In January 2014, the Arizona ACLU and two University of Arizona law professors filed a FOIA request with DHS seeking records related to interior enforcement activities by USBP’s Tucson and Yuma Sectors (covering all of Arizona and a portion of southeastern California) from 2011 to 2014. The request specified that it included complaints and investigations, apprehension statistics, stop records, policies, and training materials.
In September and October 2013, Mr. Patel submitted FOIA requests to DHS and the Department of State respectively, seeking “any and all records” under his name. Mr. Patel sought the information in order to obtain records from an incident at the U.S.-Canada border in 2012 which potentially affected his later application for a U.S. visa.
In 2013, following intense public pressure and a letter from sixteen members of Congress calling upon CBP to address numerous incidents involving excessive force, CBP undertook a comprehensive review of its use of force policies and practices. As part of this review, CBP commissioned a report from the Police Executive Research Forum (PERF), a non-partisan law enforcement think tank based in Washington, DC. PERF completed its review and issued a 23-page report that was highly critical of CBP’s use of force policies and practices. CBP refused to release the report or disclose PERF’s recommendations, and indicated that it would not adopt those recommendations.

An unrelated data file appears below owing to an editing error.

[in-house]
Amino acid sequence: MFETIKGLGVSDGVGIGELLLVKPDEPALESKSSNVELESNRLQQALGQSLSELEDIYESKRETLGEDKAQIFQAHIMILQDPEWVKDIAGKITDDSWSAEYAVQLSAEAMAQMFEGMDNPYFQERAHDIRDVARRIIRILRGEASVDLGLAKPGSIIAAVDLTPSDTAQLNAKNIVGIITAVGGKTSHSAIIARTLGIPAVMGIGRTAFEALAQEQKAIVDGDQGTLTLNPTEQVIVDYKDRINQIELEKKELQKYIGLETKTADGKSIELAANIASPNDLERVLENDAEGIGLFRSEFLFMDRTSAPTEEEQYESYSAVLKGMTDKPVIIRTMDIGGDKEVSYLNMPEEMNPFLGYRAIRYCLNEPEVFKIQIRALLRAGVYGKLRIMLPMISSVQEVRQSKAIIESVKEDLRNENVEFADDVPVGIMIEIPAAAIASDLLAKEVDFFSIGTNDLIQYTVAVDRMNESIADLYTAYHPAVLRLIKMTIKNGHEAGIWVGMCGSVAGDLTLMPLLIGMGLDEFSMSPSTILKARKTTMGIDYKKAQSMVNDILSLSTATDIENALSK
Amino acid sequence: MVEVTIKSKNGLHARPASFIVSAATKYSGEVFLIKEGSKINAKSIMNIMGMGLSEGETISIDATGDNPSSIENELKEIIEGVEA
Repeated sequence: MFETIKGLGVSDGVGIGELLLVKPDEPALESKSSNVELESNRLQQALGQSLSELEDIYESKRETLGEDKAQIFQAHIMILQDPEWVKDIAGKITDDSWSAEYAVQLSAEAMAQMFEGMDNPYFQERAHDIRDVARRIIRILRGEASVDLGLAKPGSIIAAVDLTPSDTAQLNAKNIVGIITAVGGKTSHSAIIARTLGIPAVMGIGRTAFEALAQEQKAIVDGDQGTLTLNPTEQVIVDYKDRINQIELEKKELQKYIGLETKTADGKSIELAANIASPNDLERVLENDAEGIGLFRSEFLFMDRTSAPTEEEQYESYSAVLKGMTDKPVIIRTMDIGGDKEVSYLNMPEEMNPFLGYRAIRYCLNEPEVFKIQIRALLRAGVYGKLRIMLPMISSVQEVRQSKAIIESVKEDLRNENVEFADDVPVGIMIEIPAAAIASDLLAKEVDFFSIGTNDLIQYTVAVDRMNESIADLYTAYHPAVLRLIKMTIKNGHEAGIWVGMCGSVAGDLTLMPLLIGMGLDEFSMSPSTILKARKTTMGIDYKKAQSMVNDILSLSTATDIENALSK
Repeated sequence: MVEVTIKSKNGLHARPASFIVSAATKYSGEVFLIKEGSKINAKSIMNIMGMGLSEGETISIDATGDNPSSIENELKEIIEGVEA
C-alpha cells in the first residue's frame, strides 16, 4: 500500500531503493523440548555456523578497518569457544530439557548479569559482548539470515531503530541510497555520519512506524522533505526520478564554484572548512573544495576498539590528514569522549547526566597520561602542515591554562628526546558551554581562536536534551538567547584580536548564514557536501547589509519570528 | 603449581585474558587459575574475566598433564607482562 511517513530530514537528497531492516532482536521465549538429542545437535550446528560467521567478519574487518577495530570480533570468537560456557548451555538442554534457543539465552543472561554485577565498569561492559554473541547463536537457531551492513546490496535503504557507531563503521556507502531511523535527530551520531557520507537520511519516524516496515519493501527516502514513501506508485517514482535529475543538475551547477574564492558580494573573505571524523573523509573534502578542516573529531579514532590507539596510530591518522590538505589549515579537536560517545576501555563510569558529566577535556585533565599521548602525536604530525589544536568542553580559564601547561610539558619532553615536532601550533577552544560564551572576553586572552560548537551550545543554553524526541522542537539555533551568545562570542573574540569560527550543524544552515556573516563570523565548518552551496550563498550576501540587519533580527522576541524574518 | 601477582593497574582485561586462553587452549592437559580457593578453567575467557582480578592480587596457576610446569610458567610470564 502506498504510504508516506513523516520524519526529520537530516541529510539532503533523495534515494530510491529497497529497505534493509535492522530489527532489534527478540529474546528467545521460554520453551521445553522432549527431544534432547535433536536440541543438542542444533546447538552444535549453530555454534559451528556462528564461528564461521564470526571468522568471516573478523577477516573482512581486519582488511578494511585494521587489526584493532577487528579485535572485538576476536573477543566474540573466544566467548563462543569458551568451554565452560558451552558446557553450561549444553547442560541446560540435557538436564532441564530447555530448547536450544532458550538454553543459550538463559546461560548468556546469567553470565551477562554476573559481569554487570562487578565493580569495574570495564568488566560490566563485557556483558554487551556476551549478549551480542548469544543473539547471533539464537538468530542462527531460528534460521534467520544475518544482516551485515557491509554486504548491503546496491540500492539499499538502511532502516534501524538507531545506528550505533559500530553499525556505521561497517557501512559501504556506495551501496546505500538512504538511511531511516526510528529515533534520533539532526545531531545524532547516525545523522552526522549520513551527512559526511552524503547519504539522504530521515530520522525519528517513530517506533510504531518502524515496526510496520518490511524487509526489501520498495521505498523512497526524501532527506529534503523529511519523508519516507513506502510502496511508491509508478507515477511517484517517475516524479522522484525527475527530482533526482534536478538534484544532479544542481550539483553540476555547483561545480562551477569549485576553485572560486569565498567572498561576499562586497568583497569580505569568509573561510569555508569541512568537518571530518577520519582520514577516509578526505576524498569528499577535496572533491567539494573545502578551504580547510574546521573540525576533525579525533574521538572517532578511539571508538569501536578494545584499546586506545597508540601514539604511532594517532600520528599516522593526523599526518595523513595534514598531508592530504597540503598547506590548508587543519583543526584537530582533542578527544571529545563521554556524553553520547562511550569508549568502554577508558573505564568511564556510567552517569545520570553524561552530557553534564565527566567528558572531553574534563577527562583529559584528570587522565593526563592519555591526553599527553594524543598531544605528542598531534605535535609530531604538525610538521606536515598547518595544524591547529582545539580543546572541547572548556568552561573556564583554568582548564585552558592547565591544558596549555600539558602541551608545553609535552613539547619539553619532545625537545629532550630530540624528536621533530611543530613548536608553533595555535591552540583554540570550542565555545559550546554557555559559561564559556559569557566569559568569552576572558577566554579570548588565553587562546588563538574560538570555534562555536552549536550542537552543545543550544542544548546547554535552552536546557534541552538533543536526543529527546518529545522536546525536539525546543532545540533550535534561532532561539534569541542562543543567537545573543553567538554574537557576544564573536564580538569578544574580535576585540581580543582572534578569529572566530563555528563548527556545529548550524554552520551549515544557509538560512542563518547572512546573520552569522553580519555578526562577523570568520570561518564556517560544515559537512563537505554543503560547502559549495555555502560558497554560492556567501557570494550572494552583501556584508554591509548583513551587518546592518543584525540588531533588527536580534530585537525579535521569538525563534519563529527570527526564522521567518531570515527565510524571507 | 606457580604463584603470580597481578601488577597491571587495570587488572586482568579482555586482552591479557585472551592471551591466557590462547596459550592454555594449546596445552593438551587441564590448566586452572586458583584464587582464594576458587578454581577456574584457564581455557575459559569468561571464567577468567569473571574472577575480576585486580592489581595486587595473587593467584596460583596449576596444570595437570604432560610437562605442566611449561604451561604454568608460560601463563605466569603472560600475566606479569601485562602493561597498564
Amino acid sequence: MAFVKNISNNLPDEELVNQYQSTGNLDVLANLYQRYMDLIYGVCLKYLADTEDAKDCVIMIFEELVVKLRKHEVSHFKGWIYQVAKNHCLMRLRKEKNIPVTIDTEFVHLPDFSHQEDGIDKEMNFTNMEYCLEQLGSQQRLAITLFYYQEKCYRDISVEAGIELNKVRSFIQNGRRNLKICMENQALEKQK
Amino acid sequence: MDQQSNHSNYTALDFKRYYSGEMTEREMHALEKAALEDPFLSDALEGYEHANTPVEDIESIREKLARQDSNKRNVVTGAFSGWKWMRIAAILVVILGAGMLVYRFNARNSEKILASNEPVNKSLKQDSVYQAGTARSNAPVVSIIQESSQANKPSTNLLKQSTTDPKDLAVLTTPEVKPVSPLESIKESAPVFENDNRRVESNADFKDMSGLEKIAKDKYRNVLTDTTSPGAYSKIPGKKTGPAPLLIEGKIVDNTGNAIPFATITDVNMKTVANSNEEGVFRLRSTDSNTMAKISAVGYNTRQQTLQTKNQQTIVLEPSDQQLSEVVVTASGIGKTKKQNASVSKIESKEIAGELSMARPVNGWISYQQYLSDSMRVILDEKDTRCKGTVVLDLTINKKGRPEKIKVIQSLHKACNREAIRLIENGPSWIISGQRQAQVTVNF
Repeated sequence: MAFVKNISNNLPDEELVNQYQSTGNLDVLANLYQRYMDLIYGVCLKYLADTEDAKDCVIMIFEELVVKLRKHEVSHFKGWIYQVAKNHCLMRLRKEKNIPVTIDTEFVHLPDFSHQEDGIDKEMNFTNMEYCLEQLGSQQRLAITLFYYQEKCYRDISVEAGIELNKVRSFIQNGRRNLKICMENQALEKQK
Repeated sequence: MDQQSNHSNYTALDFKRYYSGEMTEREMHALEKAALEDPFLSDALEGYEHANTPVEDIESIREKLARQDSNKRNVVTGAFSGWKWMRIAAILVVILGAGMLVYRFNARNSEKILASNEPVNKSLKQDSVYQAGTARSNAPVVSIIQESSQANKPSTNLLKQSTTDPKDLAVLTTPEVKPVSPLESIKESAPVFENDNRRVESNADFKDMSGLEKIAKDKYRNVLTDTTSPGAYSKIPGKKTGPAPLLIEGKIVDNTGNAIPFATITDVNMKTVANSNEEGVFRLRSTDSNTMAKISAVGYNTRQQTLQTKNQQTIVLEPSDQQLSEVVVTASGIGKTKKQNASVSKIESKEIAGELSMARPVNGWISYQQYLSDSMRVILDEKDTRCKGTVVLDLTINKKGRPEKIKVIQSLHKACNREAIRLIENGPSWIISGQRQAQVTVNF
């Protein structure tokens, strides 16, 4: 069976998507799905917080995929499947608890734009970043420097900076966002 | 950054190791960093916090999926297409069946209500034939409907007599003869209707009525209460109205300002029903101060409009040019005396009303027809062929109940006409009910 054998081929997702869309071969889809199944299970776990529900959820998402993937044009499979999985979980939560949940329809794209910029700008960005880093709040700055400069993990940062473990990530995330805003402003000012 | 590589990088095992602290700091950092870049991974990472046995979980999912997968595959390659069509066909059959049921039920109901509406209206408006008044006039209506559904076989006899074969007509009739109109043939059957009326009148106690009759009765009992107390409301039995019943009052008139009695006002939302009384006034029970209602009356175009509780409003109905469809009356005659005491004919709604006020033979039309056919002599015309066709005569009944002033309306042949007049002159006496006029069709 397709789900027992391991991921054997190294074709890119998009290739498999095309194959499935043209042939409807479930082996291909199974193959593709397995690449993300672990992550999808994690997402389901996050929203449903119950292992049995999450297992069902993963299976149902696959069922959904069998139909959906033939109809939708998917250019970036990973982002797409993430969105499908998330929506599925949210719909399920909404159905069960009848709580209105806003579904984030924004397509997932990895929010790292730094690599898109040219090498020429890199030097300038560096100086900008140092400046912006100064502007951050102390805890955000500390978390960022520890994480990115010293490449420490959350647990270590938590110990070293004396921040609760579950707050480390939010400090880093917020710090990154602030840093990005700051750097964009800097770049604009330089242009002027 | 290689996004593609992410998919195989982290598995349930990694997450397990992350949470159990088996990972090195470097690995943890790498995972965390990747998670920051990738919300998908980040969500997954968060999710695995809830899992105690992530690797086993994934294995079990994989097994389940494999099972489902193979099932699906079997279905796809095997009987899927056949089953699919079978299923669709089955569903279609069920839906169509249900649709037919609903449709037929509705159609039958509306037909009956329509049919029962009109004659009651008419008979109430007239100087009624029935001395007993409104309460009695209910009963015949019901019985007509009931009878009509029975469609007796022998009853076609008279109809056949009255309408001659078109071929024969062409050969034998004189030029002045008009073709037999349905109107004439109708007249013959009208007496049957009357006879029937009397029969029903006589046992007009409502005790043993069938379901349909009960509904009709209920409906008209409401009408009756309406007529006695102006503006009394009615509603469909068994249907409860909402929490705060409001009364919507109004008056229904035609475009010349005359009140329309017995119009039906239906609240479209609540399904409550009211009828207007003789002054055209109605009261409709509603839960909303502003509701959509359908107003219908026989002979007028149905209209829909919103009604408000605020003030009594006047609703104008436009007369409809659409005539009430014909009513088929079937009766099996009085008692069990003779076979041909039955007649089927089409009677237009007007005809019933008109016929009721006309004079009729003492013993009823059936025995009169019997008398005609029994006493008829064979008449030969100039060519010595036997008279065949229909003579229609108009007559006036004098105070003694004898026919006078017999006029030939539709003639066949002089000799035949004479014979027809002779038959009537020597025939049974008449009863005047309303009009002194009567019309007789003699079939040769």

On June 6, 2014, Mr. Osorio filed with a FOIA request with CBP seeking “any and all records” under his name. He sought the information in order to obtain records from an incident at the border several years earlier, which potentially affected his eligibility to apply for lawful permanent resident status. After having waited five months for CBP to produce his records, Mr. Osorio filed a lawsuit seeking a court order forcing CBP to conduct a search and produce records related to his request. Mr. Osorio and CBP subsequently settled the case and jointly moved to dismiss it, with the government agreeing to pay cost and attorney fees.
On March 12, 2015, fourteen plaintiffs, including three immigration attorneys and eleven noncitizens, filed a complaint with class allegations in federal district court in the Northern District of California against CBP, seeking redress for its failure to comply with the statutory timelines under FOIA. Plaintiffs challenged a pattern or practice that has resulted in the agency having a backlog of over thirty thousand unanswered requests under FOIA.